6 Things Marketers Say That Don’t Mean Anything
The marketing industry is filled with a ton of jargon. Marketers love acronyms and speaking a language that laymen—and even most business executives—don’t understand. The problem is that we’ve greatly over-used many words and phrases, some of which don’t even really mean anything.
The Worst Offenders Marketers Use
- Viral – We use a term referring to a disease to speak about anything that spreads quickly. Okay, we understand the reference. But we use this word too much, and we make the mistake of thinking of it as a goal. We should be focused on all content being high quality instead of searching for that one Holy Grail campaign that sweeps the planet.
- Likes – Who came up with the idea of using this as a key performance indicator (KPI)? Most likes don’t mean anything. Ask companies that got on the “likes-for-sale” bandwagon. The fact is that the only likes that have value in social media are the ones you get from loyal customers.
- Big Data – This phrase has really been used to death. Okay, we get it. There a lot of data. Let’s stop talking about big data and start discussing meaningful data.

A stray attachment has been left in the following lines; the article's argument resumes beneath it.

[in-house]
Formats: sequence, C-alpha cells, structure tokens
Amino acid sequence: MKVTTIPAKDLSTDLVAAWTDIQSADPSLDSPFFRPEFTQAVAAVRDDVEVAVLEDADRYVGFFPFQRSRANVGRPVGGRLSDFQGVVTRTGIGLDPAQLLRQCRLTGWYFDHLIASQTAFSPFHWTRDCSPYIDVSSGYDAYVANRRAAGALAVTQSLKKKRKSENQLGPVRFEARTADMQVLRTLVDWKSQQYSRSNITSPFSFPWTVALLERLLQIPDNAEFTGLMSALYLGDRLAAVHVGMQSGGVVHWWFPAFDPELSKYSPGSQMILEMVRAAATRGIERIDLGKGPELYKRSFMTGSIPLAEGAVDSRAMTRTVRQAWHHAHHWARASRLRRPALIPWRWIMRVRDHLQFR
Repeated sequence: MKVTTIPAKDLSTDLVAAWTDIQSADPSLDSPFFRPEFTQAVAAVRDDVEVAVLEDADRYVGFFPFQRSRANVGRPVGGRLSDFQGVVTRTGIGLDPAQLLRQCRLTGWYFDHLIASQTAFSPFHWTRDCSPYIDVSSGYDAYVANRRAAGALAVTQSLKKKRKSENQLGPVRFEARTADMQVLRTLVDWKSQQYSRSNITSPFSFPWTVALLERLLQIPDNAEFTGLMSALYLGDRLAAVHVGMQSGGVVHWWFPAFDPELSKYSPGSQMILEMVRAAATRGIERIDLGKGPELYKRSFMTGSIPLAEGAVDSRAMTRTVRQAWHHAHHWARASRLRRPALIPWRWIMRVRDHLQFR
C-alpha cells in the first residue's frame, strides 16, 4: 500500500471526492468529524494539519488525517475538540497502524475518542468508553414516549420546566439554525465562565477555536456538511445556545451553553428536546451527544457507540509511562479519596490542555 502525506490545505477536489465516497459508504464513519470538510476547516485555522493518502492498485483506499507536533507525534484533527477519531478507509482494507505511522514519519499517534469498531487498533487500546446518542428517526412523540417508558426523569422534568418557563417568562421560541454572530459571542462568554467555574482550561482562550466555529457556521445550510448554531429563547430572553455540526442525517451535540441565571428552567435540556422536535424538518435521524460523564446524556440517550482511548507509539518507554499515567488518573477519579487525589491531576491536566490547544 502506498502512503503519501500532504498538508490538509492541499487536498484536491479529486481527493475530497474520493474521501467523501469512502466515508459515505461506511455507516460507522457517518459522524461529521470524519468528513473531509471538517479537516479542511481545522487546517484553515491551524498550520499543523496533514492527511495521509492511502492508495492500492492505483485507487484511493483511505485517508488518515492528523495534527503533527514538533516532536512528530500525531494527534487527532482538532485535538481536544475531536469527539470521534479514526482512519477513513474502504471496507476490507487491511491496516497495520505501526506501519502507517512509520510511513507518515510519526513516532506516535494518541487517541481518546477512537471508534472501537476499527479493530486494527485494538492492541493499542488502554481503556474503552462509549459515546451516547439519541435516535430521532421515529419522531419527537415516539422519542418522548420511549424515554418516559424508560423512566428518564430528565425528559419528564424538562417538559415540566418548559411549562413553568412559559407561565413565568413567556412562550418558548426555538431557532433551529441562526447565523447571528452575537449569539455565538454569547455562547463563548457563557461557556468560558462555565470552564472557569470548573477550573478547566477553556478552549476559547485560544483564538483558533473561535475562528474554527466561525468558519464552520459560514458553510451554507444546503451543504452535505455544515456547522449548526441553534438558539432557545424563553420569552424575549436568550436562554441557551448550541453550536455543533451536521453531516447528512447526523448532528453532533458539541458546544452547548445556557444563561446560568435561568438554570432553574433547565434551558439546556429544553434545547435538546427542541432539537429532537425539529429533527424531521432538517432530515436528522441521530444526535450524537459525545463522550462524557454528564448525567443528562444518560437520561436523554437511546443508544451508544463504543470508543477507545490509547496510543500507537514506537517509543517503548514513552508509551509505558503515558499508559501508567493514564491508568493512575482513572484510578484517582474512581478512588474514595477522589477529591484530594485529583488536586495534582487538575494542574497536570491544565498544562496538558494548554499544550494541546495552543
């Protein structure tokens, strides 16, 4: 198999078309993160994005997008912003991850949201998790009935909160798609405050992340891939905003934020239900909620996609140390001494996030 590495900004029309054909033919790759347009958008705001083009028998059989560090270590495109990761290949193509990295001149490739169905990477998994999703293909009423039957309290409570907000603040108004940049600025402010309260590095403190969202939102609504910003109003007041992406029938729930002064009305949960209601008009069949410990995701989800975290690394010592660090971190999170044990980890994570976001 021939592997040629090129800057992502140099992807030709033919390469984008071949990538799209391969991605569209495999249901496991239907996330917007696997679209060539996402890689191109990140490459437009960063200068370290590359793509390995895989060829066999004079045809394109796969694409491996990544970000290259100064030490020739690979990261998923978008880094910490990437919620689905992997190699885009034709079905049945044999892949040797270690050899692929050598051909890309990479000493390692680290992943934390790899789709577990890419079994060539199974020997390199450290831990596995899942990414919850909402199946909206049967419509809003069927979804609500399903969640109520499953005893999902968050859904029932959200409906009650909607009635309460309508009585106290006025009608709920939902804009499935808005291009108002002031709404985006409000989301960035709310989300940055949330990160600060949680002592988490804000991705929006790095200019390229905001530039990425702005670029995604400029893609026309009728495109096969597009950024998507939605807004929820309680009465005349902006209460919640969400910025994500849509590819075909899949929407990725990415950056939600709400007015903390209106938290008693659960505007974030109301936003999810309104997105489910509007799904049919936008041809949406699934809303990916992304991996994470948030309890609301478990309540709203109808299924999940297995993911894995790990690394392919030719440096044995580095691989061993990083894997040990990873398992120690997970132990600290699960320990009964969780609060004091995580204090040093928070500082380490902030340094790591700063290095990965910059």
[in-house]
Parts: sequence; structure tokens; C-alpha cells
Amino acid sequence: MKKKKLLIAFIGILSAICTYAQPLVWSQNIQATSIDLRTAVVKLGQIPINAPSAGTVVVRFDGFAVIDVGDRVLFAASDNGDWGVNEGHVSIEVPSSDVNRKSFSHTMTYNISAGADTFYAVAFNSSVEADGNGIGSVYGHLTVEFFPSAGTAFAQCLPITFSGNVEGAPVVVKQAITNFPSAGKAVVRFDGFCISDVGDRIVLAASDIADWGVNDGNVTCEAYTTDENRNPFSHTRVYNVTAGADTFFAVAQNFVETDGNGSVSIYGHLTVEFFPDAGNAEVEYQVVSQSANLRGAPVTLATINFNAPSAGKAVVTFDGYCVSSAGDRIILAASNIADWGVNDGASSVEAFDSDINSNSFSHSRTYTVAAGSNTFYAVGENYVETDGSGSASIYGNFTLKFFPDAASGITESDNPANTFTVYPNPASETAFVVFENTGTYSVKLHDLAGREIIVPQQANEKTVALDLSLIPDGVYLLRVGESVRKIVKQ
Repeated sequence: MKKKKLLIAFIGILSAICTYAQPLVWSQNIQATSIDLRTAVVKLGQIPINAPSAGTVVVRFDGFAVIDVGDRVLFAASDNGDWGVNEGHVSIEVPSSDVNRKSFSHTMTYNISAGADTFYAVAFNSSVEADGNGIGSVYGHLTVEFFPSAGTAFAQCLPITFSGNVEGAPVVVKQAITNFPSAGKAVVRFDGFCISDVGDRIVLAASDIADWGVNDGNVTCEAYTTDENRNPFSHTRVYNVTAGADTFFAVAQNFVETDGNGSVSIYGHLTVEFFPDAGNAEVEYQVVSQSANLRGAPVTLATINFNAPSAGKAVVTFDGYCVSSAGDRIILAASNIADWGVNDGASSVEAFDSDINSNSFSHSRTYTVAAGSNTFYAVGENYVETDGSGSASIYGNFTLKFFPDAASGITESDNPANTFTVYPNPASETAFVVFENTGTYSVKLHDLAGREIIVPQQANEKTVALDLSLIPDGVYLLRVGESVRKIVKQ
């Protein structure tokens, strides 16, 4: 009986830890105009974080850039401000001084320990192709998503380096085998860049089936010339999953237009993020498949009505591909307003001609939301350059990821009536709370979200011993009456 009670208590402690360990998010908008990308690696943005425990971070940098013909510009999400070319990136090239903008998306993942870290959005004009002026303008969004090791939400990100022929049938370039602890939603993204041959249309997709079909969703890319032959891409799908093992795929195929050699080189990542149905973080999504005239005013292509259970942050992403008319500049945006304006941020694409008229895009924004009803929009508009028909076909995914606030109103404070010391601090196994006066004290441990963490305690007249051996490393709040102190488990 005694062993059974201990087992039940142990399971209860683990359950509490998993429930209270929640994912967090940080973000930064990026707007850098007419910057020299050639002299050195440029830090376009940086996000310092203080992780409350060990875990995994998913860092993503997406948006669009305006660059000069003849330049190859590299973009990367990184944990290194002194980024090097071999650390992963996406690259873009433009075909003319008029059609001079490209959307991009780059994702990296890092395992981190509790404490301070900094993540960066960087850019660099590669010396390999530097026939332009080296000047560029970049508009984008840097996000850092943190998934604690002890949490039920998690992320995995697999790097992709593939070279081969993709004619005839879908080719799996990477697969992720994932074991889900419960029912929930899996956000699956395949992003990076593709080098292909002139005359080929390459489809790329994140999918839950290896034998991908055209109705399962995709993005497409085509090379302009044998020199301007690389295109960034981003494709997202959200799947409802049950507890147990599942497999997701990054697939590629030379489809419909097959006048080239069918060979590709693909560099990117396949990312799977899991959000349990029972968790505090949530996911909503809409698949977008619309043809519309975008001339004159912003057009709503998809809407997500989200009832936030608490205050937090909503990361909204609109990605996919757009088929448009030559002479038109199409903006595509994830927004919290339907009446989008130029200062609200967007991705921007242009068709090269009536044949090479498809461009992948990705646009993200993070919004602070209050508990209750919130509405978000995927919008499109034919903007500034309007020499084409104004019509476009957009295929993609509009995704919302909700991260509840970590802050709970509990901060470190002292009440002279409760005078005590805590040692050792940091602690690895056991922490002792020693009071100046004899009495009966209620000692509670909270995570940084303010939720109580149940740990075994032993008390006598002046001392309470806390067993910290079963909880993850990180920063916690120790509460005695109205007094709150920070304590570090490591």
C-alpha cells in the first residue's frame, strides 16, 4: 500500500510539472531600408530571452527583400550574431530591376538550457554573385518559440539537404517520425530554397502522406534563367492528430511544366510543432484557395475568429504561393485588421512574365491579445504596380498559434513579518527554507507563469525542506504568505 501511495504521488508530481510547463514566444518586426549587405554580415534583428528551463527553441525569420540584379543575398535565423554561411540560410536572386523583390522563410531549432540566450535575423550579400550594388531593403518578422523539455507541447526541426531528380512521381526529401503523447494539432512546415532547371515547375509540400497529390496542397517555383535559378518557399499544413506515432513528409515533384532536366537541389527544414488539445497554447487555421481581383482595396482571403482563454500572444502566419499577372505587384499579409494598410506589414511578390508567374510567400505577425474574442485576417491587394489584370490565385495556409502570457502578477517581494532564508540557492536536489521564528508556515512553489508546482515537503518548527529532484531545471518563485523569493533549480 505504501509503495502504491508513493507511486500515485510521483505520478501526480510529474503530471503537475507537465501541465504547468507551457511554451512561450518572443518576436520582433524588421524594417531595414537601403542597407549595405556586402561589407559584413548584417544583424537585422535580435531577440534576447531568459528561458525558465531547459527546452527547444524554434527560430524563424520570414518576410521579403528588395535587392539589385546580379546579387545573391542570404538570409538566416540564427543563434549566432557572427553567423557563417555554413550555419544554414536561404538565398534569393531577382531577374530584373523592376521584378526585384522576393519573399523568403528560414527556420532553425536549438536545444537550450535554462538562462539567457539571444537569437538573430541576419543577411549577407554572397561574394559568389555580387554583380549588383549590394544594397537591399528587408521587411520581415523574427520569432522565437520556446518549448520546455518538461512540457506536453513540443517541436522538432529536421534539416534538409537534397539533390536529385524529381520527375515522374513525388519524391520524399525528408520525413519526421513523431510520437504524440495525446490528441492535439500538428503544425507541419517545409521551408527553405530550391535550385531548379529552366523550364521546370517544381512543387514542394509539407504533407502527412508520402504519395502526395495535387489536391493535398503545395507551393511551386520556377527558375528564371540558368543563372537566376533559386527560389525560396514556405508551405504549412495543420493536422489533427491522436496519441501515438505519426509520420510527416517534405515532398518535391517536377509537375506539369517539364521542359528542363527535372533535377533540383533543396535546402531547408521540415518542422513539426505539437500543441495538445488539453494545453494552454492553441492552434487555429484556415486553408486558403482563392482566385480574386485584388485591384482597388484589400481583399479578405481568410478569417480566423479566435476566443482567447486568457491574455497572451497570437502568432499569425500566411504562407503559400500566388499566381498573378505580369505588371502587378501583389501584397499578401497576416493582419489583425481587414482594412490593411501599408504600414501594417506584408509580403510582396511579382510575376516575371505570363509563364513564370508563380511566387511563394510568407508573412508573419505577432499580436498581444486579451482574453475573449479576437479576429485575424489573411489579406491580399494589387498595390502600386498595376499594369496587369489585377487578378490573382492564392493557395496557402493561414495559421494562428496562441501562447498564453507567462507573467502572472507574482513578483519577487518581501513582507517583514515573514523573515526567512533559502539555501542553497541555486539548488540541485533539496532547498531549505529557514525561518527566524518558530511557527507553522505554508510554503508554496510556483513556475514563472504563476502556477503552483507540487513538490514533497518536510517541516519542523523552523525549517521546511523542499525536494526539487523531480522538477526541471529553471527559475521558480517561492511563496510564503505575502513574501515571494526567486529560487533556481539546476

- Sales Funnel – This was an interesting concept, but it’s not really how sales work. The journey from consumer to customer begins and ends in different ways for different people. Some consumers don’t even start shopping until they need something. Others are happy to get all of your emails, newsletters and everything else, but are just browsing. Produce engagement, and learn to identify the motives of the consumer.
- Native – The FTC will always make sure that advertising stands out as advertising. The idea of native ads is a pipe dream. Plus, most consumers see it as dishonest. Let’s stick to the phrase “sponsored ads,” which is what they really are.
- E-Blast – Also, known as the “email blast,” this method of non-targeted email mass marketing was never successful in the first place, and that’s why it is becoming less and less common today. Small businesses can get away with targeting their whole database with an email, but even then it’s not an e-blast because they have such a small customer database.